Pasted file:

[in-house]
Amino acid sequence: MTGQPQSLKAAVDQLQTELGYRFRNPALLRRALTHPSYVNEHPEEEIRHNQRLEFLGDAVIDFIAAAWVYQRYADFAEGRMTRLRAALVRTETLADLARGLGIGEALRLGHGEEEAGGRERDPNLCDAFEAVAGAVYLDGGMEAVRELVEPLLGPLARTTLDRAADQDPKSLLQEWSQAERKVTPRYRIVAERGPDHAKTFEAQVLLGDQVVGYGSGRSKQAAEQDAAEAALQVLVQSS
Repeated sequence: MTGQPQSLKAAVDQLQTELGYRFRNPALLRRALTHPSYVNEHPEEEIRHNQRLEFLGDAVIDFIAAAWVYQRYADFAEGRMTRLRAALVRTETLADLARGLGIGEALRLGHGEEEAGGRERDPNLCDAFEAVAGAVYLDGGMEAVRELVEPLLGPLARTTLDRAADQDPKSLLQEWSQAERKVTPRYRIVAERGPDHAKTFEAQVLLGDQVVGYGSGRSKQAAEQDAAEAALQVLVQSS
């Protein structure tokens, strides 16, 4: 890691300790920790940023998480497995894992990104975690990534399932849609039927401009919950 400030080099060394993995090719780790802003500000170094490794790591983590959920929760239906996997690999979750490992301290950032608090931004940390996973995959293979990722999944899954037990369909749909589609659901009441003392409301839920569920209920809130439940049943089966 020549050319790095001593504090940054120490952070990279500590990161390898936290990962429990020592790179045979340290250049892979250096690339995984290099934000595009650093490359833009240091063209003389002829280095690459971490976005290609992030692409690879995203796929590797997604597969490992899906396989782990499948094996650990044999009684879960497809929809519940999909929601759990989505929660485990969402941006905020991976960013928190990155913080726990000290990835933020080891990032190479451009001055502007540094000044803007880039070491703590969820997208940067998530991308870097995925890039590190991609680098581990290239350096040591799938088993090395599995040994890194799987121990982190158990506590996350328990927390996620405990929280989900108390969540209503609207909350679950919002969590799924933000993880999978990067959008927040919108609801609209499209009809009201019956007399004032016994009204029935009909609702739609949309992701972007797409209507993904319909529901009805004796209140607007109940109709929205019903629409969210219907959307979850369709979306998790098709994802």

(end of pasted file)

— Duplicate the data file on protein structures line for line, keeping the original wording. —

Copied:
[in-house]
Amino acid sequence: MTGQPQSLKAAVDQLQTELGYRFRNPALLRRALTHPSYVNEHPEEEIRHNQRLEFLGDAVIDFIAAAWVYQRYADFAEGRMTRLRAALVRTETLADLARGLGIGEALRLGHGEEEAGGRERDPNLCDAFEAVAGAVYLDGGMEAVRELVEPLLGPLARTTLDRAADQDPKSLLQEWSQAERKVTPRYRIVAERGPDHAKTFEAQVLLGDQVVGYGSGRSKQAAEQDAAEAALQVLVQSS
Repeated sequence: MTGQPQSLKAAVDQLQTELGYRFRNPALLRRALTHPSYVNEHPEEEIRHNQRLEFLGDAVIDFIAAAWVYQRYADFAEGRMTRLRAALVRTETLADLARGLGIGEALRLGHGEEEAGGRERDPNLCDAFEAVAGAVYLDGGMEAVRELVEPLLGPLARTTLDRAADQDPKSLLQEWSQAERKVTPRYRIVAERGPDHAKTFEAQVLLGDQVVGYGSGRSKQAAEQDAAEAALQVLVQSS
């Protein structure tokens, strides 16, 4: 890691300790920790940023998480497995894992990104975690990534399932849609039927401009919950 400030080099060394993995090719780790802003500000170094490794790591983590959920929760239906996997690999979750490992301290950032608090931004940390996973995959293979990722999944899954037990369909749909589609659901009441003392409301839920569920209920809130439940049943089966 020549050319790095001593504090940054120490952070990279500590990161390898936290990962429990020592790179045979340290250049892979250096690339995984290099934000595009650093490359833009240091063209003389002829280095690459971490976005290609992030692409690879995203796929590797997604597969490992899906396989782990499948094996650990044999009684879960497809929809519940999909929601759990989505929660485990969402941006905020991976960013928190990155913080726990000290990835933020080891990032190479451009001055502007540094000044803007880039070491703590969820997208940067998530991308870097995925890039590190991609680098581990290239350096040591799938088993090395599995040994890194799987121990982190158990506590996350328990927390996620405990929280989900108390969540209503609207909350679950919002969590799924933000993880999978990067959008927040919108609801609209499209009809009201019956007399004032016994009204029935009909609702739609949309992701972007797409209507993904319909529901009805004796209140607007109940109709929205019903629409969210219907959307979850369709979306998790098709994802």